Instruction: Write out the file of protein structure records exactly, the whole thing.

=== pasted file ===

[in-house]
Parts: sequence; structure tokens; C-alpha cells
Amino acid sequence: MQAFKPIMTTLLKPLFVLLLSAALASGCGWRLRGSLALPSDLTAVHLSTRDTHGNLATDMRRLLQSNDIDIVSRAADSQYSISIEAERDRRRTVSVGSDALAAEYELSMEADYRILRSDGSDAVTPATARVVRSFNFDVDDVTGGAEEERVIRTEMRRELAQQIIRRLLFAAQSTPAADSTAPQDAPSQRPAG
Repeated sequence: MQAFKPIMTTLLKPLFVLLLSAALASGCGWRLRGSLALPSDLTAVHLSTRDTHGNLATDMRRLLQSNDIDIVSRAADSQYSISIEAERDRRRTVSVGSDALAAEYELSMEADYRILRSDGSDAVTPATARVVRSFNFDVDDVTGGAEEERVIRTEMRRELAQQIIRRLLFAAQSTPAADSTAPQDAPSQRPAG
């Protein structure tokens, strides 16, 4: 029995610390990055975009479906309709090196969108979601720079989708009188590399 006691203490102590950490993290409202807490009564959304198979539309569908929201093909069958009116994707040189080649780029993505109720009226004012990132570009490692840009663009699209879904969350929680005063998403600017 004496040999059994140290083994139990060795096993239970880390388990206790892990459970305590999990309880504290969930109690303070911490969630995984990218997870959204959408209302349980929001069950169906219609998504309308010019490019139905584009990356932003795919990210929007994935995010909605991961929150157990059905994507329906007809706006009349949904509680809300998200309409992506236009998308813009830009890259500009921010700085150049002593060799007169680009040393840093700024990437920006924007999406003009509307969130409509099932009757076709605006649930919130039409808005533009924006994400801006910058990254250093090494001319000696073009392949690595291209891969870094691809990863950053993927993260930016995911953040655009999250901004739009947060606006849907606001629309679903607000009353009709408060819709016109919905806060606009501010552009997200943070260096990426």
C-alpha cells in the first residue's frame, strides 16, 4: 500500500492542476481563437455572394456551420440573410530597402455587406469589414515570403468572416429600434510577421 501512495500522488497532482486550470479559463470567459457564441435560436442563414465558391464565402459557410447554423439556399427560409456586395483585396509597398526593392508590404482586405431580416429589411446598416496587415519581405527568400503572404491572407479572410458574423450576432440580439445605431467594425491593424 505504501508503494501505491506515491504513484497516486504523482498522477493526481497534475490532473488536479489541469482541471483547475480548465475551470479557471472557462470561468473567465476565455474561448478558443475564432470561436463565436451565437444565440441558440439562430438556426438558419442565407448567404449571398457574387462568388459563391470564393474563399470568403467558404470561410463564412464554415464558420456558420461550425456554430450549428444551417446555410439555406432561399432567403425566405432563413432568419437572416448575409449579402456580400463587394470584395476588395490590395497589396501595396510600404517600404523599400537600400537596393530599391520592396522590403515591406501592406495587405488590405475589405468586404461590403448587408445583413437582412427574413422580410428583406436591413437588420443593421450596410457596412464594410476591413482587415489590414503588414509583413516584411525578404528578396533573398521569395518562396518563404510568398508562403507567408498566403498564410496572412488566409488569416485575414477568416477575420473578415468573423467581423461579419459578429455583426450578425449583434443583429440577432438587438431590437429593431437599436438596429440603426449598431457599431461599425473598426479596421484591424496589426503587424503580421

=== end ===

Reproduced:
[in-house]
Parts: sequence; structure tokens; C-alpha cells
Amino acid sequence: MQAFKPIMTTLLKPLFVLLLSAALASGCGWRLRGSLALPSDLTAVHLSTRDTHGNLATDMRRLLQSNDIDIVSRAADSQYSISIEAERDRRRTVSVGSDALAAEYELSMEADYRILRSDGSDAVTPATARVVRSFNFDVDDVTGGAEEERVIRTEMRRELAQQIIRRLLFAAQSTPAADSTAPQDAPSQRPAG
Repeated sequence: MQAFKPIMTTLLKPLFVLLLSAALASGCGWRLRGSLALPSDLTAVHLSTRDTHGNLATDMRRLLQSNDIDIVSRAADSQYSISIEAERDRRRTVSVGSDALAAEYELSMEADYRILRSDGSDAVTPATARVVRSFNFDVDDVTGGAEEERVIRTEMRRELAQQIIRRLLFAAQSTPAADSTAPQDAPSQRPAG
């Protein structure tokens, strides 16, 4: 029995610390990055975009479906309709090196969108979601720079989708009188590399 006691203490102590950490993290409202807490009564959304198979539309569908929201093909069958009116994707040189080649780029993505109720009226004012990132570009490692840009663009699209879904969350929680005063998403600017 004496040999059994140290083994139990060795096993239970880390388990206790892990459970305590999990309880504290969930109690303070911490969630995984990218997870959204959408209302349980929001069950169906219609998504309308010019490019139905584009990356932003795919990210929007994935995010909605991961929150157990059905994507329906007809706006009349949904509680809300998200309409992506236009998308813009830009890259500009921010700085150049002593060799007169680009040393840093700024990437920006924007999406003009509307969130409509099932009757076709605006649930919130039409808005533009924006994400801006910058990254250093090494001319000696073009392949690595291209891969870094691809990863950053993927993260930016995911953040655009999250901004739009947060606006849907606001629309679903607000009353009709408060819709016109919905806060606009501010552009997200943070260096990426």
C-alpha cells in the first residue's frame, strides 16, 4: 500500500492542476481563437455572394456551420440573410530597402455587406469589414515570403468572416429600434510577421 501512495500522488497532482486550470479559463470567459457564441435560436442563414465558391464565402459557410447554423439556399427560409456586395483585396509597398526593392508590404482586405431580416429589411446598416496587415519581405527568400503572404491572407479572410458574423450576432440580439445605431467594425491593424 505504501508503494501505491506515491504513484497516486504523482498522477493526481497534475490532473488536479489541469482541471483547475480548465475551470479557471472557462470561468473567465476565455474561448478558443475564432470561436463565436451565437444565440441558440439562430438556426438558419442565407448567404449571398457574387462568388459563391470564393474563399470568403467558404470561410463564412464554415464558420456558420461550425456554430450549428444551417446555410439555406432561399432567403425566405432563413432568419437572416448575409449579402456580400463587394470584395476588395490590395497589396501595396510600404517600404523599400537600400537596393530599391520592396522590403515591406501592406495587405488590405475589405468586404461590403448587408445583413437582412427574413422580410428583406436591413437588420443593421450596410457596412464594410476591413482587415489590414503588414509583413516584411525578404528578396533573398521569395518562396518563404510568398508562403507567408498566403498564410496572412488566409488569416485575414477568416477575420473578415468573423467581423461579419459578429455583426450578425449583434443583429440577432438587438431590437429593431437599436438596429440603426449598431457599431461599425473598426479596421484591424496589426503587424503580421